"Generally, where parties have entered into a contract, courts look to that agreement to discover . . . the nexus of [the parties'] relationship and the particular contractual expression establishing the parties' interdependency. If the parties . . . do not create their own relationship of higher trust, courts should not ordinarily transport them to the higher realm of relationship and fashion the stricter duty for them'" ... . Here, the written operating agreements submitted in support of the motions demonstrated an intent to form a limited liability company, not a partnership or joint venture that would have given rise to a fiduciary relationship. Moreover, the members of the limited liability company did not share control of the subject development project or responsibility for the losses, which are elements of both a joint venture and a partnership ... . Grand Pac Fin Corp v 97-111 Hale LLC, 2014 NY Slip Op 08604, 2nd Dept 12-10-14




Single Step Was Open and Obvious and Not Inherently Dangerous


The Second Department determined a single step separating the carpeted dining area from the rest of the restaurant was open and obvious and not inherently dangerous:


A property owner has a duty to maintain his or her property in a reasonably safe manner ... . However, a property owner has no duty to protect or warn against an open and obvious condition, which as a matter of law is not inherently dangerous ... . Here, the defendants ... submitted evidence sufficient to establish, prima facie, that the single step separating the carpeted dining area from the rest of the restaurant in which the plaintiff allegedly fell, which consisted of wooden flooring, was open and obvious, and not inherently dangerous ... . Dillman v City Cellar Wine, Bar & Grill, 2014 NY Slip Op 08598, 2nd Dept 12-10-14


Similar issue and result in Varon v New York City Dept of Educ, 2014 NY Slip Op 08633, 2nd Dept 12-10-14.



There Can Be More than One Proximate Cause of an Accident---Plaintiff, to Prevail On a Motion for Summary Judgment, Must Demonstrate Both Defendant's Negligence as a Matter of Law and Plaintiff's Freedom from Comparative Fault


The Second Department determined plaintiff's motion for summary judgment was properly denied, in part, because she failed to demonstrate she was free from comparative fault.  Defendant's truck and plaintiff's vehicle were stopped side by side in two left-turn lanes. When the light turned green both vehicles turned left.  Plaintiff alleged that defendant's truck crossed into her lane during the turn, striking her vehicle.  The court noted that there was a question of fact whether the truck crossed into plaintiff's lane, as well as whether plaintiff was comparatively negligent (two possible proximate causes of the accident):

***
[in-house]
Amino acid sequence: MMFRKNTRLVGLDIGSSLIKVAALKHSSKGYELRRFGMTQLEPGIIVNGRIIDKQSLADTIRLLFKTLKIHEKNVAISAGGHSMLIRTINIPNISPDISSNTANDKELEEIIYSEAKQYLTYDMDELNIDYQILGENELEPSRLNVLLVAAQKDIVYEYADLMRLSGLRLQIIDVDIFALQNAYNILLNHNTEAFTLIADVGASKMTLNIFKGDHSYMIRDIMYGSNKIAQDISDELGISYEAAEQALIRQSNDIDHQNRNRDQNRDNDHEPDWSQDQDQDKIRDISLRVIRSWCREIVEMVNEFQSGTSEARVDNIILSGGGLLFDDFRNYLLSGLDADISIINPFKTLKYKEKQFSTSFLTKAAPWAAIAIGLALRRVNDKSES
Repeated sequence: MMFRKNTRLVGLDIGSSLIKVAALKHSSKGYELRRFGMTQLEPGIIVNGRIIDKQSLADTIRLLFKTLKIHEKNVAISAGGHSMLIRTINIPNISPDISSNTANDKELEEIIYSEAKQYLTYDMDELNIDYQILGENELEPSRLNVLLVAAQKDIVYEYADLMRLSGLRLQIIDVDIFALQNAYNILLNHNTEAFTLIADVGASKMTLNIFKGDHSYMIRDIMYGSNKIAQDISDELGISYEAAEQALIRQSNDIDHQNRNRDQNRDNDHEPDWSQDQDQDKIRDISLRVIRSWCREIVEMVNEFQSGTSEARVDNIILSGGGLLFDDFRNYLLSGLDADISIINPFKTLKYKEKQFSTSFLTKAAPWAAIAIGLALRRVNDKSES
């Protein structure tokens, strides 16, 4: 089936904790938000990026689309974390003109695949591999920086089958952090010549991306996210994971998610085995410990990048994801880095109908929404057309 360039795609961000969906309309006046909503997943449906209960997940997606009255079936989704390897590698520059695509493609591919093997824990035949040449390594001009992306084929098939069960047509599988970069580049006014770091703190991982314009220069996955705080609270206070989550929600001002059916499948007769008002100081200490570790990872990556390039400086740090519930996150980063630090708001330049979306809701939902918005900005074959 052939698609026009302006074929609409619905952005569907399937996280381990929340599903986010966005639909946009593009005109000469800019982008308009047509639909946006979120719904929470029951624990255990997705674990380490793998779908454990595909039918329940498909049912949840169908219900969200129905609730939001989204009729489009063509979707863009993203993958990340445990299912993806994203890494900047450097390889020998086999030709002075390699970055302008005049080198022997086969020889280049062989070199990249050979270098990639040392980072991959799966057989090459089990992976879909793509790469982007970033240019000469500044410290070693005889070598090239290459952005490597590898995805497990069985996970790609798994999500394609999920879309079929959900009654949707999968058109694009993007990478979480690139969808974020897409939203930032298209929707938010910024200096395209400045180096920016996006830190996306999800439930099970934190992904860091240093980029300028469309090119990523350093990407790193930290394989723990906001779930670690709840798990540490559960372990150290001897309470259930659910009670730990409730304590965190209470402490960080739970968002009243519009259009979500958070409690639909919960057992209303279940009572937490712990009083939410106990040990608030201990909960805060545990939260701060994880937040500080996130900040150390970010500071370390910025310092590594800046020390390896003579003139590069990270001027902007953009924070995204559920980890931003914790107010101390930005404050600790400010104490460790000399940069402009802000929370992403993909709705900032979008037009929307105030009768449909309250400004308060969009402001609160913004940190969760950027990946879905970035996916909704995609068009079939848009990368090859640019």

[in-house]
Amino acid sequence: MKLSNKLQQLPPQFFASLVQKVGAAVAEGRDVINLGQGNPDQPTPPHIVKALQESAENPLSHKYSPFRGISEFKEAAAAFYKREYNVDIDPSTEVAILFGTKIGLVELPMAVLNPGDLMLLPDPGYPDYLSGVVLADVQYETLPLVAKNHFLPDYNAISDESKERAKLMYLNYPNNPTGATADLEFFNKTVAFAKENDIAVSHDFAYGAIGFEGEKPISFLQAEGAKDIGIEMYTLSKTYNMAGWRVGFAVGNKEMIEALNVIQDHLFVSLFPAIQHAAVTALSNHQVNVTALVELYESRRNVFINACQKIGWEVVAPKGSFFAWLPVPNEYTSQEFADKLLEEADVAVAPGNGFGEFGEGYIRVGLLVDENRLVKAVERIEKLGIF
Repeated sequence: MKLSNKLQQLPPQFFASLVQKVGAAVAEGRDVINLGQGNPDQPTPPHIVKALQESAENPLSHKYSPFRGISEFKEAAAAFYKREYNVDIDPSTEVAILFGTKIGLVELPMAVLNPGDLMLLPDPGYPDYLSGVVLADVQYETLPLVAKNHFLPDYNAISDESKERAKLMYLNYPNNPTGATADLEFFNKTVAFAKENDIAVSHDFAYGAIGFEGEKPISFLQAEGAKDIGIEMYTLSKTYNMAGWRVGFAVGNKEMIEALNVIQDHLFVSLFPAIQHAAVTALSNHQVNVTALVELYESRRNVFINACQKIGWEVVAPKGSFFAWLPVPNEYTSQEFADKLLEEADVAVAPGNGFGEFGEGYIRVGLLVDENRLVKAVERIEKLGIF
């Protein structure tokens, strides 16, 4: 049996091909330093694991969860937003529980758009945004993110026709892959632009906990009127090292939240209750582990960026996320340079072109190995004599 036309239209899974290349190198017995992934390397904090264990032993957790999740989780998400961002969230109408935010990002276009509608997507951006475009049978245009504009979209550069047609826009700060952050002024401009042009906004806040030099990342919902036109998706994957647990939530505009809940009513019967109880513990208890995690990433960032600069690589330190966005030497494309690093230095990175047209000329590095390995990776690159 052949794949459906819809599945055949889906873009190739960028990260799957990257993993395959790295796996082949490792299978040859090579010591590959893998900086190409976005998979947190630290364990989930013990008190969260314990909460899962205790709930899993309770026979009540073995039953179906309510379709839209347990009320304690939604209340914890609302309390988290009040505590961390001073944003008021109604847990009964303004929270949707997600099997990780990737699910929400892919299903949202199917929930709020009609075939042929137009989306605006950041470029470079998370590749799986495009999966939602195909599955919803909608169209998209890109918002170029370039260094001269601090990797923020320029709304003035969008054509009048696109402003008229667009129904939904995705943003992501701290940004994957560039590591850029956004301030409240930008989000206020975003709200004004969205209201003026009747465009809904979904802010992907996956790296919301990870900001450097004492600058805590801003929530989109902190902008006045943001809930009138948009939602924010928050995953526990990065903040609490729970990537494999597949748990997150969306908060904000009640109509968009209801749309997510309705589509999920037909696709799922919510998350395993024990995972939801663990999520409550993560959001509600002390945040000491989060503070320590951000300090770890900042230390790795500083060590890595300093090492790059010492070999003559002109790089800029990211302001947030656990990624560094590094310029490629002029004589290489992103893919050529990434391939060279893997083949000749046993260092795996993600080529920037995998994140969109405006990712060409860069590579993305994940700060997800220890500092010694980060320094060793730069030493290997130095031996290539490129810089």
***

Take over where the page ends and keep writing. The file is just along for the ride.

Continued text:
A driver is negligent if he or she violates Vehicle and Traffic Law § 1128(a) by, inter alia, failing to drive "as nearly as practicable entirely within a single lane" (Vehicle and Traffic Law § 1128[a]...). However, there can be more than one proximate cause of an accident ... . Accordingly, to prevail on a motion for summary judgment on the issue of liability, a plaintiff has the burden of establishing, prima facie, not only that the defendant was negligent, but that the plaintiff was free from comparative fault ... .


Here, the deposition testimony of the parties, which the plaintiff submitted in support of her motion, was insufficient to demonstrate, prima facie, her entitlement to judgment as a matter of law. The deposition testimony raised triable issues of fact as to whether the defendant driver violated Vehicle and Traffic Law § 1128(a) by failing to drive the tractor-trailer "as nearly as practicable entirely within a single lane," and whether negligence, if any, on the part of the plaintiff, who admitted that she was not aware of what the defendant driver was doing while she made her turn, contributed to the happening of the accident. Kaur v Demata, 2014 NY Slip Op 08607, 2nd Dept 12-10-14




Sudden and Frequent Stops In Traffic Must Be Anticipated by Drivers


The Second Department, in finding no question of fact had been raised about the existence of a non-negligent explanation for a rear-end collision, explained the relevant law:


A rear-end collision with a stopped or stopping vehicle creates a prima facie case of negligence with respect to the operator of the rear vehicle and imposes a duty on that operator to rebut the inference of negligence by providing a nonnegligent explanation for the collision ... .


"One of several nonnegligent explanations for a rear-end collision [may be] a sudden stop of the lead vehicle" ... . However, "vehicle stops which are foreseeable under the prevailing traffic conditions, even if sudden and frequent, must be anticipated by the driver who follows, since he or she is under a duty to maintain a safe distance between his or her car and the car ahead" ... . Le Grand v Silberstein, 2014 NY Slip OP 08608, 2nd Dept 12-10-14




Defendant Driver Could Not Avoid Striking Bicyclist Who Did Not Stop at a Stop Sign


The Second Department determined summary judgment was properly granted to the defendant re:  a bicycle/car collision in which the bicyclist was killed.  Defendant driver demonstrated plaintiff's decedent rode through a stop sign and there was no time to avoid the collision: